Tuesday, May 12, 2009

Sun & Sixteen

One of the greatest gifts in life can be having a friend who knows you well. You wonder and ponder whether they were with you in another life or silently observing you throughout the years. You experience those moments when you say, "how did you know?", But then it doesn't really matter does it, because they have seen deeply into your being, and to know and be known needs no response at all.

The following poem was gifted to me this week from one of those wonderfully amazing friends. Were she and the poet laying on the grass beside me? I wonder...
Thank you, C.

The Sun Lover

The long afternoon after church

a girl lies on the lawn,

glazed thighs slightly parted,

fingers splayed like petals. At sixteen

she is a virgin. While her parents nap

in the quiet house, she knows

the sun is teaching her about love,

how it comes over your body

making every muscle go soft

in its pitiless gaze,

how it penetrates everything,

changing you into something dark

and radiant. She craves it,

knows it is everywhere like God’s love,

but difficult to find. She waits,

entirely still, trying to see her eyelids–

not lingering traces, but the lids themselves

luminous and red as the cheeks of the kid

who stuck a flashlight in his mouth at camp.

She squints so the tips of her lashes

flash like iridescent fish scales.

Every hour, she turns over but prefers

to face the sun. All her life

she’ll measure loves against this

gentle ravishing. She’ll spend afternoons

alone on crowded beaches, and at home

stand naked before mirrors, amazed

by the pale shape of her suit. She’ll touch

her cheekbones’ tingling pink, and nip

at her lover’s shoulders, as if

it were earth she were after.

-Julia Kasdorf

photo of me at 16


11 comments:

Barbara said...

What a lovely image your friend creates! The wonder of our bodies and what they tell us of transcendence ...

Tess said...

Yes, Barbara has the right word: transcendence.

This is another building block (I just had to correct from "building blog" - an accurate slip for what your blog teaches me) in my understanding of that which is incarnational.

And I had EXACTLY the same hair style as you at sixteen! Although brunette of course. Did you ever iron yours?

lucy said...

barbara & tess--since you both used the word "transcendence" i would love to know more about what you are seeing.

i never took the iron to my hair, but did sleep in curlers made out of orange juice cans..."sleep" being a relative term. ouch!

my husband on the other hand, singed his hair more than a few times with the old iron :-)

Barbara said...

For me, the last line "as if it were earth she were after" clicked me over into transcendence mode.

That hunger for warmth, penetration, glow is very real in a physical sense. It also bespeaks an inner hunger that the physical is only a foretaste of.

Abbey of the Arts said...

you are most welcome K. When I found that poem I knew I had found it for you. My favorite line each time I read it is "All her life/
she’ll measure loves against this/
gentle ravishing." To be loved so sublimely.

I would love to think we lay on the grass together in another lifetime and have known each other far longer than we imagine. I love you dear friend.

Abbey of the Arts said...

PS -- great photo, beautiful then, beautiful now. :-)

lucy said...

thank you, barbara. i, too, love the play between the inner and outer warmth and hunger.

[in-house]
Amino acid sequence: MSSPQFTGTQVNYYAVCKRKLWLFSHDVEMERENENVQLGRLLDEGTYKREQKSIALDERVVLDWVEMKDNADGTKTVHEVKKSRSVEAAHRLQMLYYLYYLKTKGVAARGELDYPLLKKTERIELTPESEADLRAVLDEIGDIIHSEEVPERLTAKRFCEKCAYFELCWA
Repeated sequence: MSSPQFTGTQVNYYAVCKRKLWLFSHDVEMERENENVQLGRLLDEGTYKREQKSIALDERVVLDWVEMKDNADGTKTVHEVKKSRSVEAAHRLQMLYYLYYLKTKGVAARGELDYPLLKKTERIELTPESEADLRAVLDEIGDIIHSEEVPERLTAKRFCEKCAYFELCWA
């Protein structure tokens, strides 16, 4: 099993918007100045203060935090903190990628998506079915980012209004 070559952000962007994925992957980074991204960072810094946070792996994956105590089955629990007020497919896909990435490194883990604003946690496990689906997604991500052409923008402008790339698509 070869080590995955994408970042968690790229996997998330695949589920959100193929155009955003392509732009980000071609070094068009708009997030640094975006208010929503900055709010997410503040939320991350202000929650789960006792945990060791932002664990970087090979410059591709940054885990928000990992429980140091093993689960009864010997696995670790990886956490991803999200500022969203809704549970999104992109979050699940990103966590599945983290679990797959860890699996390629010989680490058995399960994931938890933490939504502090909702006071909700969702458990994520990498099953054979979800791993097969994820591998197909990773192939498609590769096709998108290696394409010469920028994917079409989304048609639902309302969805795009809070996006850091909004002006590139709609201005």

C--you light up my life :-) love you, too!!! xoxoxoo

Micky said...

Dear Lucy,
"Make a decision to turn our will and our lives over to the care of God, as we understood Him. (Step #11.)"

The last part of this statement - "as we understood Him" - is enough to damn your soul! God says, Trust in the Lord with all your heart and lean not on your own understanding. (Proverbs 3:5).

This is the exact opposite of "God as we understood Him." All men, according to Romans 1:18-32, are condemned before God, because they rely upon their own understanding (Romans 1:21; Ephesians 4:18), "having their understanding darkened" - and they create - in their own darkened minds - a god of their own making (Romans 1:23).

To encourage people to turn their "lives over to the care of God as we understood Him” is to encourage people to "turn their lives over to a god of their own making" - i.e. according to their own understanding.

This promotes nothing more than spiritual death (Revelation 22:15).

In addition, these twelve steps are a deceitful attack against the saving work of the Lord Jesus Christ - i.e. they are against Christ, ANTI - CHRIST, (2 John 7; Colossians 2:8-10).

Love
Micky

lucy said...

words from Richard Rohr you might enjoy:

"How have ordinary moments transformed me?

As Eckhart Tolle points out in The Power of Now, we don’t have to be in a certain place or even a perfect person to experience the fullness of God. God is always given, incarnate in every moment and present to those of us who know how to be present ourselves.

Strangely enough, it is often imperfect people and people in quite secular settings who encounter “The Presence” (Parousia, “fullness”). That pattern is rather clear in the whole Bible.

Let’s state it clearly: One great idea of the biblical revelation is that God is manifest in the ordinary, in the actual, in the daily, in the now, in the concrete incarnations of life, and not through purity codes and moral achievement contests, which are seldom achieved anyway."

Tess said...

Again, Barbara's explanation of the transcendent element mirrors mine.

And I always think of you when I open my morning Rohr quote, because I know you get them too and I love that connection. I was also particularly struck by this one.

lucy said...

love you, tess!!